Bali Dr. Birute Mary Galdikas Hangki Hocky

Many good teams are trios. The Three musketeers, Charlie’s Angels, or for you primate fans, Leakey”s Angels. This last “team” consisted of three female primatologists Dr. Louis Leakey encouraged to study wild great apes in the 60’s and 70’s. The African ape ladies.were Jane Goodall and Dian Fossey, while the only ‘Angel’ in Asia was Dr. Biruté Mary Galdikas.

After 40 years of studying orangutans in their native habitat in Borneo, Dr. Galdikas, co-founder of Orangutan Foundation International now has her own angels. This special team consists of three orangutans currently living at OFI’s Orangutan Care Center and Quarantine; Hocky, Hangki ,and Bali.

Honestly, it wouldn’t be fair to call these girls ‘Galdikas’ Angels’, since she considers all 330 orangutans currently in OFI’s rehabilitation program to be angels. However, these three are special.

What makes Hocky, Hangki ,and Bali different from the other orangutans at the Care Center is that they are all partly paralyzed. For Hocky, this means that the left side of her body now has highly reduced functionality after she suffered a stroke,. In the course of an evening, Hocky’s life changed forever. Her left arm is now permanently curled heavily inwards and her left foot is not able to grasp well. Her days of scampering in the treetops are over for now.

An unknown disease hit young Hangki several years ago, paralyzing her from the waist down. Hangki suffered this fate in the Lamandau forest, after being released from the Care Center. While in the jungle, not only did shes lose the ability to move her legs but she almost died.She was brought back to the OCC&Q and cared for night and day.It took weeks but finally it became clear that she would survive although paralyzed from the hips down.Here in the Care Center she is now offered a safe home and a place where care-givers and medical staff work on improving her condition.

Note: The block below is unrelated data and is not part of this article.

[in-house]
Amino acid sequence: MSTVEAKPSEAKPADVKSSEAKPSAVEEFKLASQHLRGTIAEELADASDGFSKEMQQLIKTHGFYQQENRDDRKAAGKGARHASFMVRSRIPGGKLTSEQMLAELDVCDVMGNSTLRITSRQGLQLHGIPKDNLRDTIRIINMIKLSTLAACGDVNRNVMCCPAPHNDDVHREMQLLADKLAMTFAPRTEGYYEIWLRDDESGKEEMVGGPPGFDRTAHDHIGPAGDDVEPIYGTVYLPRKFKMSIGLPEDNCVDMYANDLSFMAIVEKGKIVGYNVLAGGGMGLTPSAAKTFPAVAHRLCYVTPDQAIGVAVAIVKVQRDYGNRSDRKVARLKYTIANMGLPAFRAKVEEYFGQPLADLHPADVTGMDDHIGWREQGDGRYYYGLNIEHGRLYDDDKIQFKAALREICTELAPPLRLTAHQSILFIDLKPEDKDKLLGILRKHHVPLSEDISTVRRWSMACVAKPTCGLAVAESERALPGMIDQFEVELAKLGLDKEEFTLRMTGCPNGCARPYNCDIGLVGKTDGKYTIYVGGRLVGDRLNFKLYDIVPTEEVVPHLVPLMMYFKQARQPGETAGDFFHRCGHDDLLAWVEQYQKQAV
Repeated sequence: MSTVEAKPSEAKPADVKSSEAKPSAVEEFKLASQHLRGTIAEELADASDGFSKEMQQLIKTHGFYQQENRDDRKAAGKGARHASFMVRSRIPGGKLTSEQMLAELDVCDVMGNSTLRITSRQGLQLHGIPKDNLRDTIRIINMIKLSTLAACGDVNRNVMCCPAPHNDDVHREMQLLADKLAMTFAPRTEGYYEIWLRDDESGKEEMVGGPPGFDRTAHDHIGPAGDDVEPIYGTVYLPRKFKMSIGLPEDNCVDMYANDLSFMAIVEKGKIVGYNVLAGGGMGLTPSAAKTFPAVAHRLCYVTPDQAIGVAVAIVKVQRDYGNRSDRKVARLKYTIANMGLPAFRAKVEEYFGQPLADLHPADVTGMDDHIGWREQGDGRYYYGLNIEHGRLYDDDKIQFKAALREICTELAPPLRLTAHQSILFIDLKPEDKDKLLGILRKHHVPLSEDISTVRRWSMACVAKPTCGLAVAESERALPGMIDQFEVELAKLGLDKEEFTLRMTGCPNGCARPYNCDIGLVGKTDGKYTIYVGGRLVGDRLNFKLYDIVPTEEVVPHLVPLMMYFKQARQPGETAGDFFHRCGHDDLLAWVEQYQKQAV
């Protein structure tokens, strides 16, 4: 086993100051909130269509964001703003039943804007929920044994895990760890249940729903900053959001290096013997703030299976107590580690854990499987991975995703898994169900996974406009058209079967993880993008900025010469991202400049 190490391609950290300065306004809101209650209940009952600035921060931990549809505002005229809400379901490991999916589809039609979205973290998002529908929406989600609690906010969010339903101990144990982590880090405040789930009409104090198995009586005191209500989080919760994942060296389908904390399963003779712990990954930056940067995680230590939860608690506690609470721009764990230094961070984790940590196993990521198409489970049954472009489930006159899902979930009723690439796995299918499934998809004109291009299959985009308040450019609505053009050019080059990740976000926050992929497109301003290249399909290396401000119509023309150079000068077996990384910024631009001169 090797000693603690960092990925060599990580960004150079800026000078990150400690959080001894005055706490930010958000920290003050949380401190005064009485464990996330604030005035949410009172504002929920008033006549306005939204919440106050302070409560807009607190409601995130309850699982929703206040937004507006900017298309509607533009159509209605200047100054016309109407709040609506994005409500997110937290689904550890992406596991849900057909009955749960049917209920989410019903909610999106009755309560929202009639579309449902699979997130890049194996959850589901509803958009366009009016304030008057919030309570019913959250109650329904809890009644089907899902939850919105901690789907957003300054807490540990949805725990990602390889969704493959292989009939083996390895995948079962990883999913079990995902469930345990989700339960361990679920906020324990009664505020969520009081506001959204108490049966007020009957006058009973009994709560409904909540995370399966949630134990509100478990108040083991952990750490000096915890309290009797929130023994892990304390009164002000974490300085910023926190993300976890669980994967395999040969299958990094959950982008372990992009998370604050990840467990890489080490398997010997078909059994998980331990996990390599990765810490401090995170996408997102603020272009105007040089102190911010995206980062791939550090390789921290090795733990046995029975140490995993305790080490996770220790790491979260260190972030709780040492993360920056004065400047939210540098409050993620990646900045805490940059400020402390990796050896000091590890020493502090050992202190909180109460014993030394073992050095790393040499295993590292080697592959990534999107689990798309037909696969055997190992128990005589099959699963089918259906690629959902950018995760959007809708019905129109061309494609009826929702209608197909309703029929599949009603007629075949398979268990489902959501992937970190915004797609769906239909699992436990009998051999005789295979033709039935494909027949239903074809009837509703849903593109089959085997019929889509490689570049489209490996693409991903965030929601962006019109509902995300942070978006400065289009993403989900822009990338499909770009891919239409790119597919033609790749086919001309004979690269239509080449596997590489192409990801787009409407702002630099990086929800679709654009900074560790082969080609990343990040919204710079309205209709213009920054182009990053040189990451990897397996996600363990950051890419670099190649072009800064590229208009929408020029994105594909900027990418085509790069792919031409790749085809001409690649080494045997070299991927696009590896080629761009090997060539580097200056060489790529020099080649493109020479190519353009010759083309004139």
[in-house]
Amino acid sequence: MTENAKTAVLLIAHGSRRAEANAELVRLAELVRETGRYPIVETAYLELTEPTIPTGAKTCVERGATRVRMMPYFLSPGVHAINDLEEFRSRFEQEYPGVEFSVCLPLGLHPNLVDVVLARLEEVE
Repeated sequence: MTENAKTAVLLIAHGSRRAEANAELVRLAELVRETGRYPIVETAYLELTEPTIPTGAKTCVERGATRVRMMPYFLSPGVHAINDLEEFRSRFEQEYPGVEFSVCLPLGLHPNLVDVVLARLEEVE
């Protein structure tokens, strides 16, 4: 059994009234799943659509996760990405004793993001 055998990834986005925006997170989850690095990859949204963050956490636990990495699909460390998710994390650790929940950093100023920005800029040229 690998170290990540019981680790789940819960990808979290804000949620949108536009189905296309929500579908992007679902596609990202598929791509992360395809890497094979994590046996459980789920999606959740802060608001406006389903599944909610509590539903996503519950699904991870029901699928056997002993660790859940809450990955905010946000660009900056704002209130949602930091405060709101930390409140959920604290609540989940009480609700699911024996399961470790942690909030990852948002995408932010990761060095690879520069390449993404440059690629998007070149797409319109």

Last but not least: Bali. This energetic girl was together with two other orangutans in a sleeping cage when an unknown disease simultaneously affected all three of the orangutans at once3.. One of them did not survive this attack.The other one was Kiki, who was paralyzed and only recently died (a link to Kiki article). Bali is the only surviving orangutan from that cage , and while her legs cannot move very much, her active mind and mischievous spirit make her an all-around favorite.

Despite their disabilities, these three females are also in the process of rehabilitation, and are being stimulated to redevelop their muscles and become self-reliant again. As a matter of fact, Dr. Galdikas recently spoke of a plan to work on Bali’s arms and make them strong enough so that Bali will be able to return and survive in to the wild under close supervision!

Hocky and Hangki are still far from being released Happily for the staff and volunteers,, they are both the sweetest orangutans imaginable: gentle, careful, innocent and calm. However, they all need lots of special attention and care in order to give them a chance to flourish and improve their condition.
In this weekly blog I will keep you updated on how these three “special needs” orangutan angels are doing and how the work of the staff and volunteers is helping improve their physical and mental condition.

Next week’s post will be about Hocky, since she will be moving into a spacious new sleeping enclosure!

Leave a comment

Your email address will not be published. Required fields are marked *

This site uses Akismet to reduce spam. Learn how your comment data is processed.